Ka-52 and Lancet under threat as Ukraine receives IRIS-T add-ons
Since the start of the Ukrainian counter-offensive early last month, Russian Kamov Ka-52 attack helicopters have been a real nightmare. Leopard tanks, Bradley infantry fighting vehicles, French ANH-10 tanks, and many more fell victim to the Ka-52.
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The statement that, in addition to the Ka-52, the Lancet kamikaze drones are also a nightmare for Ukrainians carries the same weight of credibility. The Lancet is a smaller aircraft but its destructive capabilities have been proven so far in the war in Ukraine.
That is why it makes a strong impression, an addition that the Ukrainian army will receive to install on the delivered air defense systems IRIS-T. These are 10 laser targeting devices for the IRIS-T SLM air defense system.
Why is this strange?
The recent updates to the IRIS-T SLM air defense system, which traditionally uses infrared-guided missiles, have raised questions. The IRIS-T SLM has received laser-targeting devices in the latest military aid package, even though its missile guidance does not rely on lasers. Instead, it uses a combination of parameters to identify targets, not just thermal signatures.
The Ukrainian IRIS-T SL missile uses advanced navigation technology, including GPS and INS for autonomous navigation. It also uses a radiofrequency [RF] data link for real-time target data updates from an external radar system.
The missile uses a high-accuracy passive infrared seeker for accurate target detection and tracking, improving precision and resilience against countermeasures. Typically, the IRIS-T SLM system does not include an optical target detection station for laser aiming devices. Considering that the IRIS-T SLM missile can target up to 40 km [25 miles], achieving effective laser-beam target identification at such distances is challenging.
Ka-52s and Lancet are most likely the targets
Unraveling the reasons behind the integration of laser guidance systems into the IRIS-T SLM can be quite a puzzle. One could hypothesize that the addition of a missile with semi-active laser guidance is a strategic move to enhance the air defense system. Consider the APKWS targeting system, which notably employs laser illumination for accurate air target tracking.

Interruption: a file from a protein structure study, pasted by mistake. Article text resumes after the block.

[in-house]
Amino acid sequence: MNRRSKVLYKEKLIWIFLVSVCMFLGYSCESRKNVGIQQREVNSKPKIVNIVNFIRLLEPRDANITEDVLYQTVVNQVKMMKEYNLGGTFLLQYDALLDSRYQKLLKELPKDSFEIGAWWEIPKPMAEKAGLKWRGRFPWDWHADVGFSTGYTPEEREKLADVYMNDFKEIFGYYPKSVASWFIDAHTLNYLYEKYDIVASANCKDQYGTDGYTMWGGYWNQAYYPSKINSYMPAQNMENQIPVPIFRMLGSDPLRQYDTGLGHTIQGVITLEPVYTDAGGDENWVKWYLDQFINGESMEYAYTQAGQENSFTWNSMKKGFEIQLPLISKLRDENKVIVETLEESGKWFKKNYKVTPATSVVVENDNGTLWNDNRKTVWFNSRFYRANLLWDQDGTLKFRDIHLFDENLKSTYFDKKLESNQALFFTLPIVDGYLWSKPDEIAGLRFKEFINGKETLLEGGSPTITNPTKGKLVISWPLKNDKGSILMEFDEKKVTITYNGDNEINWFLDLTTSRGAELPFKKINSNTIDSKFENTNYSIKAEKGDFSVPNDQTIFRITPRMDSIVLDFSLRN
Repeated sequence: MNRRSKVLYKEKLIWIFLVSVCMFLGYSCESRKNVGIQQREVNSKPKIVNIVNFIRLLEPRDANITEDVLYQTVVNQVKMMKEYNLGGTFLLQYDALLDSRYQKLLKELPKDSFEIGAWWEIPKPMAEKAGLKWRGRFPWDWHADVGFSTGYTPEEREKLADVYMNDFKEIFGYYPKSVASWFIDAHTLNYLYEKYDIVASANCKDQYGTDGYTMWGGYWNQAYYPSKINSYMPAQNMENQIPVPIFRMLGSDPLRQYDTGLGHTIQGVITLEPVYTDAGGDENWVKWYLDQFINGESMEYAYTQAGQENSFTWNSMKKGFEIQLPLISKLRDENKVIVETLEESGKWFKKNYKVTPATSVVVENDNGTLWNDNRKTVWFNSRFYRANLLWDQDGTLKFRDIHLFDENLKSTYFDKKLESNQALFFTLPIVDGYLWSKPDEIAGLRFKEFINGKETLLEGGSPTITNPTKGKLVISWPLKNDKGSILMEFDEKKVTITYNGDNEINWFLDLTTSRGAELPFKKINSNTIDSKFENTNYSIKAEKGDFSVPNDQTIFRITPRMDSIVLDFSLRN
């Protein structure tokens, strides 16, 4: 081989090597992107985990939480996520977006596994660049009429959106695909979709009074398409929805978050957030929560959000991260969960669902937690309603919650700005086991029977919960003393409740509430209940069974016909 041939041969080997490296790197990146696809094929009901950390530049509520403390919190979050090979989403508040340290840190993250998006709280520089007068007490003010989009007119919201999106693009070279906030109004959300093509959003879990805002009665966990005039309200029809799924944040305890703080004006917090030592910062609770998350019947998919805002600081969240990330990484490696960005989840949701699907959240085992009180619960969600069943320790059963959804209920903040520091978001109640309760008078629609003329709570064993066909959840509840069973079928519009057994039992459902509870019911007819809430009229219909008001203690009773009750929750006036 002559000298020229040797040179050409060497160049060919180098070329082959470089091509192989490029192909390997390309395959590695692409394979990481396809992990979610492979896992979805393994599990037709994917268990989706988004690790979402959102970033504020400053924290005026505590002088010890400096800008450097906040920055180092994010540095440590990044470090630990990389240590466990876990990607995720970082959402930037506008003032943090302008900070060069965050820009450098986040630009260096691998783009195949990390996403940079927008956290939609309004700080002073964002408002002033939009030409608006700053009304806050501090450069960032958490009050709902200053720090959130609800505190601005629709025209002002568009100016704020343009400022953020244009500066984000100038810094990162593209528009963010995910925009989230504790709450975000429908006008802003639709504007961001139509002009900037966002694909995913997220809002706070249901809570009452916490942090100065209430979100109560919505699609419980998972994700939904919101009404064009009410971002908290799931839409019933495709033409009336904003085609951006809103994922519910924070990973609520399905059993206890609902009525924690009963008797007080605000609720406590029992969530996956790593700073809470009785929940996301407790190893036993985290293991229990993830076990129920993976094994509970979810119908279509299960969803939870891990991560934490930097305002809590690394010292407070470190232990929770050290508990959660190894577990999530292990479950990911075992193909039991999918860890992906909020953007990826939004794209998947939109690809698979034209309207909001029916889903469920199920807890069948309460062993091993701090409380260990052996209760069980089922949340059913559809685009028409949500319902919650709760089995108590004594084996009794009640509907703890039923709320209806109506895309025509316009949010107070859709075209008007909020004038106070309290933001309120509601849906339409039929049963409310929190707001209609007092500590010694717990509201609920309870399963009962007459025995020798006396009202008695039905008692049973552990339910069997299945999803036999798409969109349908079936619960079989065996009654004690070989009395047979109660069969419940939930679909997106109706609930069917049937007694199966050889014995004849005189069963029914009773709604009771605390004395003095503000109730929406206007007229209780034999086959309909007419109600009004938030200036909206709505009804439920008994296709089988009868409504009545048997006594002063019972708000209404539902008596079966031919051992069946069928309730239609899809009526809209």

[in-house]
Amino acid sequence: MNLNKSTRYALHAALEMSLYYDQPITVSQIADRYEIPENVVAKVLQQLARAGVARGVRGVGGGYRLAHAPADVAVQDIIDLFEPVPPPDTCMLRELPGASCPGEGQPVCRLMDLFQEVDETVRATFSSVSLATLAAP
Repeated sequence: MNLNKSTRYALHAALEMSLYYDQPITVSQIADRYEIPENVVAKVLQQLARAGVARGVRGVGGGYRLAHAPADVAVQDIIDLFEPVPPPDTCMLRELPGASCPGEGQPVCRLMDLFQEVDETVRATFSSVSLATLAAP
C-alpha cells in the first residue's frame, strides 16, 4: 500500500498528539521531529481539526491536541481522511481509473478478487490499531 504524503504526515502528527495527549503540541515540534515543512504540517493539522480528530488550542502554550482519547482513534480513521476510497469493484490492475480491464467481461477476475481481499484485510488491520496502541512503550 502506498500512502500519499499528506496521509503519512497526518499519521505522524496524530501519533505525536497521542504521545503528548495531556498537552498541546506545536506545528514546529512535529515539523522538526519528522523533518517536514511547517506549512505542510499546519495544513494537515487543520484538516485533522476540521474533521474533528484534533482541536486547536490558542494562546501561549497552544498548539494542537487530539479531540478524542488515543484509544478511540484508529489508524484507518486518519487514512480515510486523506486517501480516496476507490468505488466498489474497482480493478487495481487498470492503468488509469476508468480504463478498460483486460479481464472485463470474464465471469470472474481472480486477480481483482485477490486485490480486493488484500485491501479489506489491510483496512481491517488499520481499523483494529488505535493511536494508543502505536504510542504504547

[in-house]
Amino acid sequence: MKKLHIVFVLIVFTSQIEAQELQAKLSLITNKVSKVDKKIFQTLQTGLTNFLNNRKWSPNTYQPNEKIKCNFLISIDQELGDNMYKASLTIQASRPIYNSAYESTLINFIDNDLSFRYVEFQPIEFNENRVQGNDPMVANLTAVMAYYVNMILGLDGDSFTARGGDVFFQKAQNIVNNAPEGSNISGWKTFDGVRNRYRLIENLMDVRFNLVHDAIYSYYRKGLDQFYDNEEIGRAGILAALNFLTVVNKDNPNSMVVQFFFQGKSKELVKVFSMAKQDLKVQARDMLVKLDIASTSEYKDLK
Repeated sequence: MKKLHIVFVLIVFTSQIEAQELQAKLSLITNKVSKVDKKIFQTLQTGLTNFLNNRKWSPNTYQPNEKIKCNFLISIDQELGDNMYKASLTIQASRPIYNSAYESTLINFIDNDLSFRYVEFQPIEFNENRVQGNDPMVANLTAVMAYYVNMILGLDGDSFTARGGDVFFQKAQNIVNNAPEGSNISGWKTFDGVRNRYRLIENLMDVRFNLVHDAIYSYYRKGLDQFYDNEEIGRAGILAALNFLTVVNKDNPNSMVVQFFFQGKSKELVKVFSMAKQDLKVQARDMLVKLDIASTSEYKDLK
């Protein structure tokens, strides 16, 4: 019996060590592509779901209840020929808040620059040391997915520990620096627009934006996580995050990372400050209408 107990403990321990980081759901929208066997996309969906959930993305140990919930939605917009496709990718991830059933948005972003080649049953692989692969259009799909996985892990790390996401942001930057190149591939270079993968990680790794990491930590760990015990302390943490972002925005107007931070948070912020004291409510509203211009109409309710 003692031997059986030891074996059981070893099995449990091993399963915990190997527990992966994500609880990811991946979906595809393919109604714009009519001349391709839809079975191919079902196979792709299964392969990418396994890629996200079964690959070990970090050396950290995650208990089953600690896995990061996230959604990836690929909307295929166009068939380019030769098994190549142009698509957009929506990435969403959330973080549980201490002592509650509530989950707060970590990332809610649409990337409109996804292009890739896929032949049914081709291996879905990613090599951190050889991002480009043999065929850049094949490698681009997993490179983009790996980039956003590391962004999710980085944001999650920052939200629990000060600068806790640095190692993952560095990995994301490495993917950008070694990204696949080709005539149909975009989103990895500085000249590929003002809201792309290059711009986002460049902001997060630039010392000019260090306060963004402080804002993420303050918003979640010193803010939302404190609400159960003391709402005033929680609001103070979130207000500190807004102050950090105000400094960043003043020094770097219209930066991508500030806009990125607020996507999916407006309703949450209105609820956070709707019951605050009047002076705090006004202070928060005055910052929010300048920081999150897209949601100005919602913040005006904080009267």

Theoretically speaking, supplementing the air defense system with APKWS launchers could drastically increase its efficiency. It could provide an economic solution for intercepting threats such as kamikaze drones or helicopters, thereby adding an extra layer of protection.
Missiles with laser guidance can intercept a wide range of airborne targets. Laser guidance allows the missile to track and follow a laser beam that is directed at the target, which provides a high level of accuracy and precision in targeting. This makes laser-guided missiles particularly effective against fast-moving targets that may be difficult to track with other types of guidance systems.
Is there a countermeasure?
In general, helicopters have a better chance of escaping a hit from a laser-guided missile. For example, the Ka-52’s avionics include a laser warning receiver that can detect the presence of a laser beam targeting the helicopter. When the laser warning receiver detects a laser beam, it alerts the pilot and activates the helicopter’s countermeasures system.
The countermeasures system of the Ka-52 includes flares and chaff that are released to confuse the guidance system of the laser-guided missile. The flares and chaff create a decoy target that the missile may follow instead of the helicopter.
Additionally, the Ka-52 is equipped with an infrared jammer that can disrupt the guidance system of the laser-guided missile. The jammer emits a signal that interferes with the missile’s ability to track the helicopter.
However, the chance of the Ukrainian armed forces shooting down the Ka-52 with such a missile is increasing. Countermeasures don’t always work. However, this is not the case with kamikaze drones. Lancet does not have the capabilities of the Ka-52, as well as other drones used in the war such as Geren-2 or Shahed 136.
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